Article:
30 Tips for Writing Delightful Children’s Books Day 2

WRITING CHILDREN’S BOOKS TIP #2: READ! READ!! READ!!!

Stephen King

15 years ago, I met my ‘then’ role model and I excitedly asked her the million-dollar question: “What can I do to become a world-famous writer like you?” I expected a million-dollar answer, a one-way ticket to stardom, the secret to Enid Blyton’s success, something utterly profound.

What I got was:

Read Read Read.

Mschew, I thought as I walked away.

A decade and some later, I know now that she gave me the best piece of writing advice in the world! In fact, this should have been Tip #1. 😊 Do you want to become a bestselling children book author? Please read hundreds of books by other children’s book authors! Hundreds! Thousands! Set a monthly reading target! There is NO OTHER WAY.

Also ….

A… Read what you would like to write

If you love historical fiction and you would like to write a piece of historical fiction set in Nigeria with a 12-year-old main character, please read at least 20 middle grade historical fiction novels set in Africa before you start writing. Read another 20 after writing your first draft. Note: Novels which provide examples of good writing are called mentor texts.

and

BRead like a writer.

When you read, look out for craft elements* that the writer used to perfection and write them down. Note the way the writer uses them. Elements to look out for: point of view, character development, plot, theme, worldbuilding/setting, dialogue, scenes, literary devices, etc.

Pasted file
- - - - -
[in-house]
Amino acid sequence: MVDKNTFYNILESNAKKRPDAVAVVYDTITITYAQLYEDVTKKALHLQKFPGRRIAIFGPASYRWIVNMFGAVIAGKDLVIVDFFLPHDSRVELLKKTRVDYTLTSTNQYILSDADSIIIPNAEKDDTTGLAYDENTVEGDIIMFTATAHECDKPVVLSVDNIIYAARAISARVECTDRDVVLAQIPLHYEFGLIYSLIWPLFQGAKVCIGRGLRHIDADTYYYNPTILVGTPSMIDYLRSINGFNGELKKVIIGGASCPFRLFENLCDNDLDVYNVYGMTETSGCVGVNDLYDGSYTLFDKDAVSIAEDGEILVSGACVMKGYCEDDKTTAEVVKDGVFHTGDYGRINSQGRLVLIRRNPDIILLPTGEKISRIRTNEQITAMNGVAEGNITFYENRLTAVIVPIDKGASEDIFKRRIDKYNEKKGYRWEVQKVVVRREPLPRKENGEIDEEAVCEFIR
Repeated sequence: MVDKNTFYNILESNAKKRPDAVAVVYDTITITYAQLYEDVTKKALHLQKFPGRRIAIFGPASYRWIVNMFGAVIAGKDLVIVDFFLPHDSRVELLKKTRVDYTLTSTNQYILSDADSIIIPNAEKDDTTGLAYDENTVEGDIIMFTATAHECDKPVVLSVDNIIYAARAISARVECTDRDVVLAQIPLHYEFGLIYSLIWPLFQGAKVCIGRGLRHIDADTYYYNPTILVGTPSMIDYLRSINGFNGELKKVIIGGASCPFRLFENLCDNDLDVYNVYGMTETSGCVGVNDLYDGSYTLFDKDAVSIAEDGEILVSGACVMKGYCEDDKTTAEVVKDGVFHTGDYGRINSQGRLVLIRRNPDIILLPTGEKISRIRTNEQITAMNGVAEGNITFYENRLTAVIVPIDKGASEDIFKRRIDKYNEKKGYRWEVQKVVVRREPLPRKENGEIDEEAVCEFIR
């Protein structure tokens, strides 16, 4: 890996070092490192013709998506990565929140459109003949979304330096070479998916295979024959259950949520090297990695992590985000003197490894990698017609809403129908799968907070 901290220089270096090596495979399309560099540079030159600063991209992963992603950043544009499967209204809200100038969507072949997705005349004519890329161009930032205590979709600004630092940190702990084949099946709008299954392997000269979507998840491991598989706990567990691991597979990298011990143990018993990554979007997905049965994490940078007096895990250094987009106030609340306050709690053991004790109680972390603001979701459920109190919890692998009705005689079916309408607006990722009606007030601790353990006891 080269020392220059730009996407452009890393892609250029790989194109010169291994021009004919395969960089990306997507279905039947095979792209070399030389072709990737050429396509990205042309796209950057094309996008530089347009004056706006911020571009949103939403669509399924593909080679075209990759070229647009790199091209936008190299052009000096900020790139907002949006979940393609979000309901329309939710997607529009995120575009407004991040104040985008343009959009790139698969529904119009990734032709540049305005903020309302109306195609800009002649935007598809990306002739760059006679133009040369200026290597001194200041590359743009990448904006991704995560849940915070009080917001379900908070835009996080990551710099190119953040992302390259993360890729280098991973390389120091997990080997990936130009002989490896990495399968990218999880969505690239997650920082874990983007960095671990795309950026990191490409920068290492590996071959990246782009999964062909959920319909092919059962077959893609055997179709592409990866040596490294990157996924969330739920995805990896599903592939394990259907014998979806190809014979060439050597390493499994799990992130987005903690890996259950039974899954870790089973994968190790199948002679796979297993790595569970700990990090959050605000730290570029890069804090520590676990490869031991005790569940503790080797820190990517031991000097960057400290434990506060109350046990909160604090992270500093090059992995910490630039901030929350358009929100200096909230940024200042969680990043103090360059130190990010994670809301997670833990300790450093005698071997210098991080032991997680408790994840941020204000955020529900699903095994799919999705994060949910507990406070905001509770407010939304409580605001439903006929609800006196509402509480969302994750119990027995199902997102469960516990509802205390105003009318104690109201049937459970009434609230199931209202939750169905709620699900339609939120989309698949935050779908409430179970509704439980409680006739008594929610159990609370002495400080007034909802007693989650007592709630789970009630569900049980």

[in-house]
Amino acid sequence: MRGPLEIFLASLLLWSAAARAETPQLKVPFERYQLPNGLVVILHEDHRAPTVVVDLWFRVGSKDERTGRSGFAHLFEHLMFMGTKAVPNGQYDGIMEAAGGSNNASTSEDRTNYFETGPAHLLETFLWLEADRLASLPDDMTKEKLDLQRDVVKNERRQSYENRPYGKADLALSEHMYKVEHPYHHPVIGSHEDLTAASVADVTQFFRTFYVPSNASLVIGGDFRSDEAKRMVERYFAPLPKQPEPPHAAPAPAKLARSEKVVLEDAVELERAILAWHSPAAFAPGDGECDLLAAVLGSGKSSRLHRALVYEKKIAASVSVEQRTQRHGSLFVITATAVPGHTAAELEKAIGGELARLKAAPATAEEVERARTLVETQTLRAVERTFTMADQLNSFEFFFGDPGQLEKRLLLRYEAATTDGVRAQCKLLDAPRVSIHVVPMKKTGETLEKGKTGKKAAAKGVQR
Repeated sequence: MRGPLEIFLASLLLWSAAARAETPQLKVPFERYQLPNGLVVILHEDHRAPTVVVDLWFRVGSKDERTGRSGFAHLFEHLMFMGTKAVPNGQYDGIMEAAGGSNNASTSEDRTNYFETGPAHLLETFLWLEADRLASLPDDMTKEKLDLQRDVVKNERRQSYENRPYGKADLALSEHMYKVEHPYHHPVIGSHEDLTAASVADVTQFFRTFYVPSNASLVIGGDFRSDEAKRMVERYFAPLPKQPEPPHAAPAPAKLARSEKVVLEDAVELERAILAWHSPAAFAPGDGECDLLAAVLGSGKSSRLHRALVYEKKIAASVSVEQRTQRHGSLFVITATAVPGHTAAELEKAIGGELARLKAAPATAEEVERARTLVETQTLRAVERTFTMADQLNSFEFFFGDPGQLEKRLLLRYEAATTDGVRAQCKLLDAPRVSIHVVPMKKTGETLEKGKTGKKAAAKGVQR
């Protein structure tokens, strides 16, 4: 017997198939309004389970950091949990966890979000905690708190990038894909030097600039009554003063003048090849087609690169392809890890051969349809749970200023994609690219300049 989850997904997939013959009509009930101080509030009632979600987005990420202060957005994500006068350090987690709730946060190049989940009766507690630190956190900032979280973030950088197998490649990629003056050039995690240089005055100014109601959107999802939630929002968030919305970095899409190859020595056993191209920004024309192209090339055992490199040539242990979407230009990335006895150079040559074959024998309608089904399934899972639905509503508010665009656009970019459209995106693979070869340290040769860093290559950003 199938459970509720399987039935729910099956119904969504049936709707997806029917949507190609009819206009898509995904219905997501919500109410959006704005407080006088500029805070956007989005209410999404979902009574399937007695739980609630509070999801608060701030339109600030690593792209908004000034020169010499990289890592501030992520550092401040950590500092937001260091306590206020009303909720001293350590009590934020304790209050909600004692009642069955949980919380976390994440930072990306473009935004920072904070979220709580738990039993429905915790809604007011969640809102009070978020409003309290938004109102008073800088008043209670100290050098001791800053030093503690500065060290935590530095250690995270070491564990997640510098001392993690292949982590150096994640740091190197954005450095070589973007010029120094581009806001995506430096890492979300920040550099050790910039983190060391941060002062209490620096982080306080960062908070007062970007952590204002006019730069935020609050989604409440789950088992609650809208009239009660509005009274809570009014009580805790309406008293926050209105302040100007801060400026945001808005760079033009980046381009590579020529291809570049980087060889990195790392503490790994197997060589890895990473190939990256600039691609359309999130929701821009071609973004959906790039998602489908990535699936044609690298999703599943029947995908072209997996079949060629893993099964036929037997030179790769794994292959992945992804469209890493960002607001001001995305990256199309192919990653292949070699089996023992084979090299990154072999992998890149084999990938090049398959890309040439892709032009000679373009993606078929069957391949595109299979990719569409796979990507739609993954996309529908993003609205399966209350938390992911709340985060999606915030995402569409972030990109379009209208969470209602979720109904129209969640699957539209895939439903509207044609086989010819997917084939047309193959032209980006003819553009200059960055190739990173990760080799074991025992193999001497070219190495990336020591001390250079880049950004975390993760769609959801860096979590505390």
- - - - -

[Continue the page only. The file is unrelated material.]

1. Action: Create a Read like a Writer Journal.

For every book you read, write the craft element that appealed to you in your journal.

Here’s what mine looks like:

S/NBOOK CRAFT ELEMENTOther
1Beasts Made of NightTochi OnyebuchiMemorable Action ScenesYA, African magical realism
2Zahrah the WindseekerNnedi OkoroaforWorldbuilding!!!!!!YA, African magical realism
3Aru Shah and the End of TimeRoshani ChokshiWorldbuildingMG, Mythology
4Tristan Strong Punches a Hole in the SkyKwame MbaliaWorldbuilding, themeMG Mythology
5Lalani of the Distant SeaErin Entrada KellyWorld Building, Xter Development (Hetsbi)MG, Magical realism
6How to Find What You’re Not Looking ForVeera HiranandaniCharacter, 2nd person Point of view, emotional connection with writer: lots of heart, theme,MG, Contemporary, Historical Fiction, Disability, Discrimination
7Children of Blood and BoneTomi AdeyemiWorldbuilding, Excellent Xter Development (Amari + Prince Inan), internal dialogue, 1st person point of view x 3YA, Yoruba Mythology, The Orisha
RLAW Table

This table shows you the stuff I loved/learnt from the books I’ve read in recent times but it also shows you something else: the nature of the story I’m currently working on and the type of story I’d like to try after this project.

I am currently working on a middle grade piece of historical fiction with elements of magical realism. The bit on mythology is for my next project. 😊

2. Read.

So, figure out the theme/genre of your next writing project and start reading.

Want to write a story for children, don’t know where to start? Tell me all about it and we can figure out the theme and some mentor texts for you!

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*post on craft elements coming soon

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